Coal dikes are bodies of intensely sheared and slickensided coal, which occur in the immediate footwall of major faults, and are parallel to them (Figure 3-13). Coal dikes range in width from 0.3 to 2.5 metres, and tend to pinch and swell along strike. Exposure of the upward extent of coal dikes is limited to those localities where they have either collapsed into the mine workings, or have been deliberately excavated during mining. In some areas coal dikes extend at least 4 metres up into the roof. They are bounded by narrow (3 to 5 metres) belts of strongly jointed roof.
Sandstone dikes are bodies of fine-grained, slightly silty, well-indurated sandstone, which project down through the immediate roof and "V" downward into the top of the Wellington Rider coal. Sandstone dikes seldom penetrate more than 10 centimetres into the coal. They parallel, and occasionally pass laterally into, the dominant set of minor extensional faults. The sandstone dike material resembles the sandstone which occurs in the roof, 3.5 to 6 metres above the Wellington Seam.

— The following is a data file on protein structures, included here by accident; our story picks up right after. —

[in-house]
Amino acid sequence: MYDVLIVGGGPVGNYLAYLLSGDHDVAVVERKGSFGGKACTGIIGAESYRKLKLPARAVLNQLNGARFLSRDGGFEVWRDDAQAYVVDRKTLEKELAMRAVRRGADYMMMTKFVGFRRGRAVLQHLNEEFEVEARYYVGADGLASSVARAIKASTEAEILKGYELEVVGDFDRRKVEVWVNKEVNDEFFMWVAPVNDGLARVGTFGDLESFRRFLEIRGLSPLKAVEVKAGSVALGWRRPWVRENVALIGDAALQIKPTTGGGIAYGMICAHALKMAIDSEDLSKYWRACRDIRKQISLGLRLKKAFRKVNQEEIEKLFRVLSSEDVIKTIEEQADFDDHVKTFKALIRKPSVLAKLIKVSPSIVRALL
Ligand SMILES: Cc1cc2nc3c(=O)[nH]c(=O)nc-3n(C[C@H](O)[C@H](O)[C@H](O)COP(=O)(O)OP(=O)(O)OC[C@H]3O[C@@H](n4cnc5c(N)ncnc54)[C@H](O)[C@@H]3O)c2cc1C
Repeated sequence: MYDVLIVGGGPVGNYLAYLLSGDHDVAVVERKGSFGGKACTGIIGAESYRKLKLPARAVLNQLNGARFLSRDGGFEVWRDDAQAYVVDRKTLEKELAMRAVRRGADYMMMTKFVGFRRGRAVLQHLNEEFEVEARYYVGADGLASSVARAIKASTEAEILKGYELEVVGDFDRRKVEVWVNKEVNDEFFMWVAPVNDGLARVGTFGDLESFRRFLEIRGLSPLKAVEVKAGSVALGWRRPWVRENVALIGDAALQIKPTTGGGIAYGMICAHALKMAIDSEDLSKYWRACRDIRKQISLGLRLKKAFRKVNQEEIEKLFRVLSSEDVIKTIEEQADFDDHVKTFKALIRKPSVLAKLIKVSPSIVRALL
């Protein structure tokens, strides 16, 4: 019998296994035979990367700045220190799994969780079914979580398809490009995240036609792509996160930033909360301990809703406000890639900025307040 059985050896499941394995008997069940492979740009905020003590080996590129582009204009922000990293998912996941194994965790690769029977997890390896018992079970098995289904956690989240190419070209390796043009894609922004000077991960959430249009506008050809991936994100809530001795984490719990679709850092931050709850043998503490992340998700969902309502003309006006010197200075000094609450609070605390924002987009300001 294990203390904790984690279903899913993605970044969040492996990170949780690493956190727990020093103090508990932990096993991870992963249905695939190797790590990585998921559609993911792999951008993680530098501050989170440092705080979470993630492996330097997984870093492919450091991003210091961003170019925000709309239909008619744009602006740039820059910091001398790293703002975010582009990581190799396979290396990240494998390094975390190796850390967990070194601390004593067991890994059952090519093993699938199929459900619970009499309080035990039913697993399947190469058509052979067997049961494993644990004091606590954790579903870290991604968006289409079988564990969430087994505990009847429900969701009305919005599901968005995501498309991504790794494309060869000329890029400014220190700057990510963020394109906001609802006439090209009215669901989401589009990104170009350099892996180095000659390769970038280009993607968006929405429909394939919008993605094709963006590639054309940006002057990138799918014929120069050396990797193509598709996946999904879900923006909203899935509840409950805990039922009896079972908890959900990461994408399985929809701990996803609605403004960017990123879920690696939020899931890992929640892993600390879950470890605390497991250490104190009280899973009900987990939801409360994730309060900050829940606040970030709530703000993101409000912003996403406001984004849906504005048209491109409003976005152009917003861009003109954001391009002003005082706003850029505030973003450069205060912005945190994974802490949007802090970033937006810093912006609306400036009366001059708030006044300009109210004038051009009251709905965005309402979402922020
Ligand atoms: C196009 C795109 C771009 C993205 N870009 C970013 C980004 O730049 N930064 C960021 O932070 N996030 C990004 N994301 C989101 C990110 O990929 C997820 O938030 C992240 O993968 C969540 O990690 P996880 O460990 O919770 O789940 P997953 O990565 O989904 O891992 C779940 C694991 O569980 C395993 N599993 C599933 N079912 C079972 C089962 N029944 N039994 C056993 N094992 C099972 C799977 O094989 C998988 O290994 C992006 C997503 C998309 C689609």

A tectonic origin for the floor rolls at Wolf Mountain is unlikely, due to the relatively strength of the sandstone floor as compared with the siltstone roof of the Wellington Seam. If minor folds had formed due to lateral sliding of the Wellington Seam, it is more probable that the folds would occur at the contact of the coal and its relatively incompetent roof. The floor rolls are unlikely to have formed by hydration-induced intrusion, since the floor of the Wellington Seam does not contain moisture-sensitive materials.